I Fixed My Router or: How To Prevent Devices From Ending Up in The Ocean

I recently moved and I clumsily threw my router (a well-used Netgear R7000 that was a hand-me-down from roommates past which gathered dust in a garage for over a year before my acquisition of it) into a cardboard box with many other things. This was a Sunday, and work was staring me at the face so the first thing that I did when I finished getting all the boxes and furniture in was plug the router in and see how sweet the gigabit internet was (I didn't get gigabit in my previous place). It was great indeed. Done with the ancient router setup I started to unpack the mountain of the boxes.

After several hours I sat down for a well-deserved break to stare vacantly into my phone and lo-and-behold I was on 5G. Womp womp. No sweat, I thought, I turned the router on and off, saw the connection return, used the app formerly known as Twitter some more, and went about unpacking.

An hour later I wanted some more dopamine so I opened my phone and to my horror I was once again on 5G. I was now concerned. No stable internet connections meant my meme machine would not work for the 3 Teams calls I had lined up on Monday. I'll pretend I didn't repeat the power-cycle and prayer routine for a few more hours and say I went straight for the router's logs.

The owners of the router before me loaded a custom firmware called Advanced Tomatos on it, which updates the UI a bit and maybe(?) adds some security updates. A few years back I loaded FreshTomato, a fork that was more maintained. The WebUI had some logs and there I saw the following:

buttons[743]	WLAN button pushed for 2202000 ms - toggle radio

That is a 36 minute button press of the WiFi radio. I definitely didn't have my finger on the router for that long, and after a single quick click I saw 2 ms - toggle radio. I am assuming the router was damaged in transit and the button is firing off at odd times.

Panic started to set in. I didn't want to buy a new router, I was getting like 600 Mbps in the upstairs room. This thing worked FINE. I didn't want to pretend to recycle this router for it to only end up in the ocean in a few weeks slowly becoming micro plastics which end up nestled between my muscle fibers as a form of punishment.

I decided to take action. That looked like a very searchable string. I opened the FreshTomato project's BitBucket repo and searched for it. It came up instantly in this little snippet:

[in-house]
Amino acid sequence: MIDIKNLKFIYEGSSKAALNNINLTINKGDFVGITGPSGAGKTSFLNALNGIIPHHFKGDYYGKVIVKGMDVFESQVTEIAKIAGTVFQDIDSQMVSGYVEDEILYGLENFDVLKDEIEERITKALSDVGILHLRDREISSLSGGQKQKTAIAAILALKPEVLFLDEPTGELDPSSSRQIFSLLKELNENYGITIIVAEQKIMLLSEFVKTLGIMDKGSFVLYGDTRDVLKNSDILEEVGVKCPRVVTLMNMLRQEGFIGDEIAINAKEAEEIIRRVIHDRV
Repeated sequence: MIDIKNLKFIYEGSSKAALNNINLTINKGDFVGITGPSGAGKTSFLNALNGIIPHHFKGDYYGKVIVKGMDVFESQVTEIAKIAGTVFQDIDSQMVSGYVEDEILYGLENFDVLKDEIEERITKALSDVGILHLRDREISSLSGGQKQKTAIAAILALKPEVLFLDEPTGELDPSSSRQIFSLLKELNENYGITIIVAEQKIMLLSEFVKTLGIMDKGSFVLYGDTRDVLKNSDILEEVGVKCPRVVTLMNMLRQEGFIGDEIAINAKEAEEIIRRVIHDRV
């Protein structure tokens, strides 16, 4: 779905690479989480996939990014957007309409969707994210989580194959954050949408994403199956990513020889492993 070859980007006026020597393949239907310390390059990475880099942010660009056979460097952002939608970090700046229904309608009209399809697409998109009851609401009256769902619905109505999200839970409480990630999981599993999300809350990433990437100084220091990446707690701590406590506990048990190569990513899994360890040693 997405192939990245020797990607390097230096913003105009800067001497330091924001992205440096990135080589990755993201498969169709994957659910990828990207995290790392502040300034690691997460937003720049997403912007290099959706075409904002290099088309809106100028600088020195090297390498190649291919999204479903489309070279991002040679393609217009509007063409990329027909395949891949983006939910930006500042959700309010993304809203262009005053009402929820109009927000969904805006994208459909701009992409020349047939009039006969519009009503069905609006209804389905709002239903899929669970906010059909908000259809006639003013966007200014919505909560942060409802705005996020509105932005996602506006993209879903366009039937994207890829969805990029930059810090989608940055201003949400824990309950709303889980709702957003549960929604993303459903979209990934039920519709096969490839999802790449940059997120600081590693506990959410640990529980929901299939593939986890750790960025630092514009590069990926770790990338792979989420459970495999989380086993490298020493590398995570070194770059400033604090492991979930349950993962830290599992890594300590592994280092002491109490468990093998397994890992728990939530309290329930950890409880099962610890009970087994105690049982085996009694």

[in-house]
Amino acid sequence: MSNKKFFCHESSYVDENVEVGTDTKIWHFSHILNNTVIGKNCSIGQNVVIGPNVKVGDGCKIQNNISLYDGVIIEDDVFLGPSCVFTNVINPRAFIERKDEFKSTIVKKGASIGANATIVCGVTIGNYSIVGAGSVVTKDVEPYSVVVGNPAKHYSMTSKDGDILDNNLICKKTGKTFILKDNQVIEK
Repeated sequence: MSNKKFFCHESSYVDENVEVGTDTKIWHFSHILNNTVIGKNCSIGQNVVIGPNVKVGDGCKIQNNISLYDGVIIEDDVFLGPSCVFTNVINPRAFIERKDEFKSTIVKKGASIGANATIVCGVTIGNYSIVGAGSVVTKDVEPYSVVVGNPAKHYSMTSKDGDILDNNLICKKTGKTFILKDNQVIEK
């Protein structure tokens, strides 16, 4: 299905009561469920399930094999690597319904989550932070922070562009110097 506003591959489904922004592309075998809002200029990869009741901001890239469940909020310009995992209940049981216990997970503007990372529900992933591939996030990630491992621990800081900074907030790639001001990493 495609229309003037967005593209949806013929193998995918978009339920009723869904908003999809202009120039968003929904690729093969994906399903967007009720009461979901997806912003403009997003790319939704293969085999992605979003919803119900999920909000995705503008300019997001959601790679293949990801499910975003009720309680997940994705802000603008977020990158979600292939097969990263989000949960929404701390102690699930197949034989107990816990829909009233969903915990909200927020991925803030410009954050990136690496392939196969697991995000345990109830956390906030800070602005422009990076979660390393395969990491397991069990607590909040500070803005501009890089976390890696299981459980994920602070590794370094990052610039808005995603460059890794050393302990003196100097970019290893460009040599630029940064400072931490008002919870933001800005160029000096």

if (count >= 2) {  /* after 1 sec */
    logmsg(LOG_INFO, "WLAN button pushed for %d ms - toggle radio", count * 500);
    nvram_set("rrules_radio", "-1");
    eval("radio", "toggle");

Which roughly means 'If the button was pressed for 1 second then toggle the radio'.

This gave me a devious idea. What if this was instead 'If the button was pressed for 1 second and less than 240 seconds then toggle the radio'. 2 minutes is a long time to hold a button down, I'm no router QA person but I think this is a very reasonable assumption. But, alas, I'm no firmware expert. How could I burn an image without hassle and tears and...then I saw there was a Dockerfile to easily build an image. We truly do live in the future. I did a quick release locally, loaded it up onto my router, and to my great shock it actually worked. A 3 second fix and 30 minutes of compiling and my router was functional once again.

I opened a PR and it was gladly accepted. Maybe this will prevent some other of these routers from being needlessly thrown away.

Curious, I looked up 'WiFi turning off' and there are TONS of forum posts of people complaining about this issue. Now, I'm not saying that all of these people's radio buttons malfunctioned, but it did open my eyes. Most likely all of these people trashed their routers and bought new ones. Which is a bit of a tragedy if one thinks about all of the plastic devices that are constantly dying on us. I had a friend tell me that I 'just had to accept that consumer electronics only last 4 years'. This router is going on over 7 years, now I'm aiming for 10+ and all it took was a one line code change.

The modification of software, the ownership and ability to fix issues is a fix to not only consumerism, but to unnecessary consumption. Would Netgear build this feature into their routers? I highly highly doubt it, as it goes directly against their better interest. They sell routers, if a button breaks and could be fixed by a quick timing check then they would sell many fewer routers. It is up to us, as the owners of these complex little computers to keep them going for as long as we can. It didn't hurt I saved probably 70 bucks.

I didn't get this part of OSS before. I do now.

Huge huge shout-out to FreshTomato, pedro, M_ars and the team for their amazing, continued work on this. If you use this firmware I'd highly recommend that you donate to them.

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